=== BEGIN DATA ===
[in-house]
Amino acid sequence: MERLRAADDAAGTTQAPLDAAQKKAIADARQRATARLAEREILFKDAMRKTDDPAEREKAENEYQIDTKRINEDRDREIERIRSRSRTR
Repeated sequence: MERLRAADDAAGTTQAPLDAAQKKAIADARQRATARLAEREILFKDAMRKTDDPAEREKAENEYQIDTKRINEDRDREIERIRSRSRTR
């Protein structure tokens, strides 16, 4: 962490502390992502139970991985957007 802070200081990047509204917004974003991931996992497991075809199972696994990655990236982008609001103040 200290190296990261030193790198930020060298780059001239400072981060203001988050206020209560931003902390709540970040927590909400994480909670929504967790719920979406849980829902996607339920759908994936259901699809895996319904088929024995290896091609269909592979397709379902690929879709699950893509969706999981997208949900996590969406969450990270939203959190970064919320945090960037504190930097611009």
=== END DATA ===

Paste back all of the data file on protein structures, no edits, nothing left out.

[in-house]
Amino acid sequence: MERLRAADDAAGTTQAPLDAAQKKAIADARQRATARLAEREILFKDAMRKTDDPAEREKAENEYQIDTKRINEDRDREIERIRSRSRTR
Repeated sequence: MERLRAADDAAGTTQAPLDAAQKKAIADARQRATARLAEREILFKDAMRKTDDPAEREKAENEYQIDTKRINEDRDREIERIRSRSRTR
């Protein structure tokens, strides 16, 4: 962490502390992502139970991985957007 802070200081990047509204917004974003991931996992497991075809199972696994990655990236982008609001103040 200290190296990261030193790198930020060298780059001239400072981060203001988050206020209560931003902390709540970040927590909400994480909670929504967790719920979406849980829902996607339920759908994936259901699809895996319904088929024995290896091609269909592979397709379902690929879709699950893509969706999981997208949900996590969406969450990270939203959190970064919320945090960037504190930097611009």